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Schools look beyond regional high school for savings

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Struggling school districts may not be able to rely on forming a regional high school after legislation allowing such an arrangement failed to pass in Albany this past session.

Administrators and board members from Hermon-DeKalb, Heuvelton and Morristown central schools are now taking the summer to mull their options following the release in June of a regional high school study paid for by the three districts.

“When we get back together in September, hopefully we’ll know what each board wants,” Heuvelton Superintendent Susan E. Todd said. “Then we’ll know what the next step is.”

The $30,000 study, conducted by education consultant Phillip M. Martin, offered six options for the three districts to consider, each focused on ways they could save money and offer a better education.

The study found two “viable regional high school” models that would work. The first would involve creating a new school district to supervise the regional high school, while the second would see the regional high school operated by the St. Lawrence-Lewis Board of Cooperative Educational Services.

But because no state laws exist governing the creation of a regional high school — meaning new legislation would have to be passed — the schools see the formation of a regional high school as a long-term solution, Hermon-DeKalb Superintendent Ann M. Adams said. But right now they need to focus on short-term solutions, she said.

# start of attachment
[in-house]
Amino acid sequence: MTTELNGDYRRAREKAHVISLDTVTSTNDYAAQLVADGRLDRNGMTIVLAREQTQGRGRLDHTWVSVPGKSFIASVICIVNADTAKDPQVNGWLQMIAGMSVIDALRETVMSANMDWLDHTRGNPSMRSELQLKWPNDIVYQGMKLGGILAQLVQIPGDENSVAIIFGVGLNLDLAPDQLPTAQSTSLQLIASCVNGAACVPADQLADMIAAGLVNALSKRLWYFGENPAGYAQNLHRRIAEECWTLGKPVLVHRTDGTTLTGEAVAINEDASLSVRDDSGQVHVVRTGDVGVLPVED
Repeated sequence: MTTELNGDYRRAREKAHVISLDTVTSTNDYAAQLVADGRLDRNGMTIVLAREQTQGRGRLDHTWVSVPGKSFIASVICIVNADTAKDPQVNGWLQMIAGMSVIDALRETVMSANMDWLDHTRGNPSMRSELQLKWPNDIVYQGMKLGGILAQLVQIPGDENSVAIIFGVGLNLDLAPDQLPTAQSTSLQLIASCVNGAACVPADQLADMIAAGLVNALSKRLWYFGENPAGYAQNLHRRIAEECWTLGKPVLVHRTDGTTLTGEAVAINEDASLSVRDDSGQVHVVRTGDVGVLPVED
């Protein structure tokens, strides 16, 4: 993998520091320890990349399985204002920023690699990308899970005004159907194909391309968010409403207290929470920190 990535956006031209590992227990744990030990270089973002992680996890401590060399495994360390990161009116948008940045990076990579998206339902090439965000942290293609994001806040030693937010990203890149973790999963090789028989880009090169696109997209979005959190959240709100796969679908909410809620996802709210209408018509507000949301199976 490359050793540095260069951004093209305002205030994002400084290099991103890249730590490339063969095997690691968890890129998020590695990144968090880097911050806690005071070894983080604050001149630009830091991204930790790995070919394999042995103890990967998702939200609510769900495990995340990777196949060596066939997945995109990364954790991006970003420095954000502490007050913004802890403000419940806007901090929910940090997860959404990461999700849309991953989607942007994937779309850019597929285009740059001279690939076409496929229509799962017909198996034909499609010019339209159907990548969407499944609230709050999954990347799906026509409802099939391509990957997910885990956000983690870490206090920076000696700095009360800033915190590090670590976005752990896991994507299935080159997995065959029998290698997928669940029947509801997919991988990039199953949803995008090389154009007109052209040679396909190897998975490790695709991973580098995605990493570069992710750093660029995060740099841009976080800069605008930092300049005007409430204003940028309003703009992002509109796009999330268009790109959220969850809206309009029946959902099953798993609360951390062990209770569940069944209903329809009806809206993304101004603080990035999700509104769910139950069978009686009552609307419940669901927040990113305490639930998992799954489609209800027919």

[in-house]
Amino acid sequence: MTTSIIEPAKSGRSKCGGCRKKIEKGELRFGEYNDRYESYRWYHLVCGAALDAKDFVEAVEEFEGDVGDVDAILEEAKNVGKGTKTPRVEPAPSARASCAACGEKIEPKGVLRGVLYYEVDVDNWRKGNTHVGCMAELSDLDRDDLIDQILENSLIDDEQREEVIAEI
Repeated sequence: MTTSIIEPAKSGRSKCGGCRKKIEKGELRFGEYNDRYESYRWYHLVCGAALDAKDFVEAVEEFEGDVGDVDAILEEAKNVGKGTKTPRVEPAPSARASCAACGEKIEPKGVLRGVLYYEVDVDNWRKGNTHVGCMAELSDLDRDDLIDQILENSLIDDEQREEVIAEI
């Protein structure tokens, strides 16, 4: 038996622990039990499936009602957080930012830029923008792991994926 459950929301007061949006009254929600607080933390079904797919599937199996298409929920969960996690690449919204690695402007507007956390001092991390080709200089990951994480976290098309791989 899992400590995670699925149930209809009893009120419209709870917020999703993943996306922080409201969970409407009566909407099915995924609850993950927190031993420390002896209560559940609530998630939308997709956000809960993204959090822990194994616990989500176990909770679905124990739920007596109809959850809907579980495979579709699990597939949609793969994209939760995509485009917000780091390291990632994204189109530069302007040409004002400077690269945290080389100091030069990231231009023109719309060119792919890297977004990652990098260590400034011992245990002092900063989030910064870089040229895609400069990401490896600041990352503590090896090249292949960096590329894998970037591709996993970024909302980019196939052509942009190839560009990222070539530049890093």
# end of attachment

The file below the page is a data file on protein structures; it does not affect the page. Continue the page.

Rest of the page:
“The lack of legislative action is disappointing and frustrating, to be sure,” BOCES Superintendent Thomas R. Burns said. “But we have to start somewhere, and I do believe that the study provides some viable, working models that would both show financial savings, and more importantly create significant enhancement to academic programs for kids.”

Mr. Martin also looked at several other options, including having Morristown and Hermon-DeKalb pay tuition to send their high school students to Heuvelton; merging the three schools outright; or having Hermon-DeKalb and Heuvelton merge, with Morristown paying tuition for students to attend school in the merged district.

Morristown Superintendent David J. Glover said any of the options in the study would take two to three years to materialize — longer if the state doesn’t pass legislation in the next year.

“Tuitioning is the most immediate solution,” Mrs. Todd said.

All three districts have projected that unless the state aid formula changes, they will be able to maintain fiscal solvency onl until the 2016-17 school year. But Mr. Glover said educational insolvency may be approaching sooner, taking hold by the end of the 2013-14 school year.

The three districts plan a representatives’ meeting in September to discuss the regional high school report and the next steps.

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